Last edited by shoottheofficer at Dec 11, 2009,
#10
Quote by zephyrclaw
When I first started playing the guitar, I was absolutely set on learning songs perfectly, note for note. These days, however, I find it much more useful to just figure out the basic chords and learn the main riffs. If it's a song I have a large incentive to learn properly (e.g., if it's for a stage show), I'll do it properly and close to accurately, but if it's just for fun and broader musical knowledge, there's not such a great benefit in learning everything.

You'll soon realize that the marginal benefit of practising a song until you can replicate it perfectly hardly ever matches the marginal cost of the time and effort spent. When you improve, you can improvise over songs yourself, but it's a good idea to learn things as accurately as possible when you're just starting out.


My philosophy for learning songs is evolving the same way as yours. I guess it's a personal decision guitarists have to make, whether to learn whole songs note for note or not. In the beginning I wanted to learn every song note for note, and I do see the value in doing so, but as you say, you have to do a cost/benefit analysis of continuing to plod away on certain parts of songs. At this point I only try to learn the parts of songs and solos that really inspire me. Even my favorite guitar players have moments in some solos that seem like they are just hitting random notes, where it's not a lick I would ever want to duplicate. So now I just focus on analyzing and playing things that are interesting to me. Of course, I'm just a "home musician." I'm not in a band and likely never will be. I just play for fun. If I was playing songs live I might be more inclined to learn them note for note.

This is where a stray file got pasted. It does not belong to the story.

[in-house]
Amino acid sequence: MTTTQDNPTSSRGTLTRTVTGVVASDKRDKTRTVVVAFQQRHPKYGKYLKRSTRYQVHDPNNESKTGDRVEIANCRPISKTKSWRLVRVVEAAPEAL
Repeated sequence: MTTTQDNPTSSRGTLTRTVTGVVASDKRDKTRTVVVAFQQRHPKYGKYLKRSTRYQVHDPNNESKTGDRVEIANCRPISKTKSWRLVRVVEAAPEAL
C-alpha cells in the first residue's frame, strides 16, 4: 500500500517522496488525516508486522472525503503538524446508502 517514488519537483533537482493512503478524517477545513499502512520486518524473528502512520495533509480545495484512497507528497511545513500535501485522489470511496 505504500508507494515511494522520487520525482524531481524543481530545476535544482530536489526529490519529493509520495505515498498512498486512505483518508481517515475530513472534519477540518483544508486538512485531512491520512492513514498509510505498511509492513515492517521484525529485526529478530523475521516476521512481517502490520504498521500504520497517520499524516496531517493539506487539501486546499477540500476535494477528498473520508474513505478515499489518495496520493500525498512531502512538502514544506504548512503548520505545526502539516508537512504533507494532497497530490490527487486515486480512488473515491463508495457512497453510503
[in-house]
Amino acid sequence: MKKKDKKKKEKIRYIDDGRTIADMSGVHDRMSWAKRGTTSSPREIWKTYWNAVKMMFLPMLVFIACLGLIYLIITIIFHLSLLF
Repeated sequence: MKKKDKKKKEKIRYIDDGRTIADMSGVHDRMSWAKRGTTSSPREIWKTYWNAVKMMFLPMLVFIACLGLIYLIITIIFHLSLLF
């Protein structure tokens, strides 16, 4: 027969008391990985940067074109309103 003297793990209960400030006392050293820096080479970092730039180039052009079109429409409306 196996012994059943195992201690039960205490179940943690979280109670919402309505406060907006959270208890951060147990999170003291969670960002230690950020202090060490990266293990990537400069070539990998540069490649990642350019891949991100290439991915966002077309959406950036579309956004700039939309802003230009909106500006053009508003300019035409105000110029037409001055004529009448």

#11
Quote by jsepguitar
My philosophy for learning songs is evolving the same way as yours. I guess it's a personal decision guitarists have to make, whether to learn whole songs note for note or not. In the beginning I wanted to learn every song note for note, and I do see the value in doing so, but as you say, you have to do a cost/benefit analysis of continuing to plod away on certain parts of songs. At this point I only try to learn the parts of songs and solos that really inspire me. Even my favorite guitar players have moments in some solos that seem like they are just hitting random notes, where it's not a lick I would ever want to duplicate. So now I just focus on analyzing and playing things that are interesting to me. Of course, I'm just a "home musician." I'm not in a band and likely never will be. I just play for fun. If I was playing songs live I might be more inclined to learn them note for note.